Is there a space between the move number and the move algebraic
You leave out when and where, so I'm making some assumptions on my own. One of them is that you are not talking about some well-defined format -- on the simple grounds that all you would need to answer that is to read the specification yourself. Thus, I'm talking of printed matter or near equivalents, intended for human consumption.
Yes, always. While a period is a terminator, it is not enough of a visual separator on its own: it needs additional space. However, if you already have the space, you may be able to do without the period itself. (By space I mean any horizontal space: from hair space to em space and beyond. In this particular case, an en space or wider seems required, though.)
In other words, which of these is the correct notation? :
1.e4 e5 or 1. e4 e5 ?
26.Nxe4 or 26. Nxe4 ?
In both cases, the second of the two alternatives. Note however, that using a full space may be excessive. A number space might be enough.
8...Bb4+ or 8... Bb4+ ?
Neither. An ellipsis always stands on its own. It doesn't terminate anything.
The correct format would be
- ... Bb4+ or 8 ... Bb4+
provided that the space between 8 and ... is of sufficient width to clearly separate the two. (Here is where I begin to suspect that you may be leaning against PGN, which has nothing to do with typography, and should not be assumed to do so.)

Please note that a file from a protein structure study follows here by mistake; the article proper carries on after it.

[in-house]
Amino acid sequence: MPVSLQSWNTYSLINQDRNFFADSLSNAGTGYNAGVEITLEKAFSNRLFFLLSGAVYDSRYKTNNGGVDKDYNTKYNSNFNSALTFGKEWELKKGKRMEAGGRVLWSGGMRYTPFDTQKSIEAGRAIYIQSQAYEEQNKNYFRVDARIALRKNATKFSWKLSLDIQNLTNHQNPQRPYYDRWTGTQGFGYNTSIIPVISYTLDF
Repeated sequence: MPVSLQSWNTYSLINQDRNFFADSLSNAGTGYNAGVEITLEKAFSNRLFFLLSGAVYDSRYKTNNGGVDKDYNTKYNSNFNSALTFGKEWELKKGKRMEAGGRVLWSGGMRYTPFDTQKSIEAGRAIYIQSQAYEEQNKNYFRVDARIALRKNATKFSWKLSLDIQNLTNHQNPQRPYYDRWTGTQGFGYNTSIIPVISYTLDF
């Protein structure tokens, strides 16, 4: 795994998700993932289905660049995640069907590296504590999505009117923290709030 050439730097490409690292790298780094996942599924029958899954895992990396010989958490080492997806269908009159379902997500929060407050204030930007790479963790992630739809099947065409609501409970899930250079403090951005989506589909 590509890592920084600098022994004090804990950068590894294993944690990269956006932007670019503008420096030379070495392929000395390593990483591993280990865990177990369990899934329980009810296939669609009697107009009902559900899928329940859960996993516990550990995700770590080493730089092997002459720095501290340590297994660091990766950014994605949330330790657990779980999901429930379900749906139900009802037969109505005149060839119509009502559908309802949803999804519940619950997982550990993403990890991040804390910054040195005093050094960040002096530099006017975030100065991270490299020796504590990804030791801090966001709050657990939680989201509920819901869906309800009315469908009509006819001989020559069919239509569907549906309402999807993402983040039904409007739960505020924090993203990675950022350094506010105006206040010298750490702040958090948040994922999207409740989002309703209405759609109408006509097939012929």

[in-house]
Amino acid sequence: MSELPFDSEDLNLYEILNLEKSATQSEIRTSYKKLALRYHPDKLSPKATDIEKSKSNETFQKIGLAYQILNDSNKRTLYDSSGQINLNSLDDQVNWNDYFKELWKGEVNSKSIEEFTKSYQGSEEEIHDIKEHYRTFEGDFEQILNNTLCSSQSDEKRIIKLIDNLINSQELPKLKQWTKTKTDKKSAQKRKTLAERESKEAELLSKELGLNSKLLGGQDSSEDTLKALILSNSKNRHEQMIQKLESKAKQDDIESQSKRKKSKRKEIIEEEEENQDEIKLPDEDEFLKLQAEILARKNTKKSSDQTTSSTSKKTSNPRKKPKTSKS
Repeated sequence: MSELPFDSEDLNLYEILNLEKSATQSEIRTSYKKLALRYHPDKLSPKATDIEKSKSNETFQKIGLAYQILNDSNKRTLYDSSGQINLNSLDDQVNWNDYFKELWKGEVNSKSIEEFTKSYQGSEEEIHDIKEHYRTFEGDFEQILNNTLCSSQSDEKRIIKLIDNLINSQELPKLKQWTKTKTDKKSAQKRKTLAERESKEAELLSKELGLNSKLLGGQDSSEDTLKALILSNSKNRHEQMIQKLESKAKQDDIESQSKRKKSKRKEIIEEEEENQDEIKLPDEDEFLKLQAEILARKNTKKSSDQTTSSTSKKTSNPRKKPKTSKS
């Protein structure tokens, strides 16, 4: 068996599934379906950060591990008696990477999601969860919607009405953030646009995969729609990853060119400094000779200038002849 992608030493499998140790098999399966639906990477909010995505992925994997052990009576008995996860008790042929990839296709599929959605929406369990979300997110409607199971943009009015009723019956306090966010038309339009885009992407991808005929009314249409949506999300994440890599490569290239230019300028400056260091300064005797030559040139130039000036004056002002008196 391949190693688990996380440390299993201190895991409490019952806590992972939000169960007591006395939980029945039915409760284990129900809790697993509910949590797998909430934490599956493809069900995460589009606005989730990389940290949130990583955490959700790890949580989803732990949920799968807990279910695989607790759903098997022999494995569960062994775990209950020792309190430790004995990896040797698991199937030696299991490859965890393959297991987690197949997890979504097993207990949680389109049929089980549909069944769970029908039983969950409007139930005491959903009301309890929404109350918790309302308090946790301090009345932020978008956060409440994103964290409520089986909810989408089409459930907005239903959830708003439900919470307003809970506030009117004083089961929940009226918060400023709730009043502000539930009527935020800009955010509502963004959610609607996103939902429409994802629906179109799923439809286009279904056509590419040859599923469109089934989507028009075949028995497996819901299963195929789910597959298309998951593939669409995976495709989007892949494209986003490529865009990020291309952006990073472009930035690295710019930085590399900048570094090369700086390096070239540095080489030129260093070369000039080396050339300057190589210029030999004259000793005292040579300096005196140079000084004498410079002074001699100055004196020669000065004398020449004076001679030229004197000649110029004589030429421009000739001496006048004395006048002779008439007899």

This does not change if you use another notation than algebraic.
I pick up "Fischer v. Spassky, Reykjavik 1972", which does moves as follows (approximately):
1. Kt-KB3 Kt-KB3
2. P-B4 P-KKt3
3. ... B-Kt3
(White's moves are right-adjusted, Black's move left adjusted. The space allocated for White's move is predefined, as I can find one minor catastrophe when the space disappears entirely:
I would like to know if the designer is happy with that. I see no reason to believe he is. (Added: ... although, ... it might be the best of two poor choices.)
I've seen both with and without the space. On Wikipedia there are
spaces. But I checked in three of my books and there isn't any space
in any of them.
Without space might be an simple but ill-advised way for an amateur to avoid a word processor to split a line between the move number and the move. Or it may be an assumption that PGN move format for some reason is suitable for typographical rendition -- which it isn't However, for PGN your questions can be answered ... but then of course, as per my assumptions above, if the context was PGN, you would have turned to the PGN standard for your answer.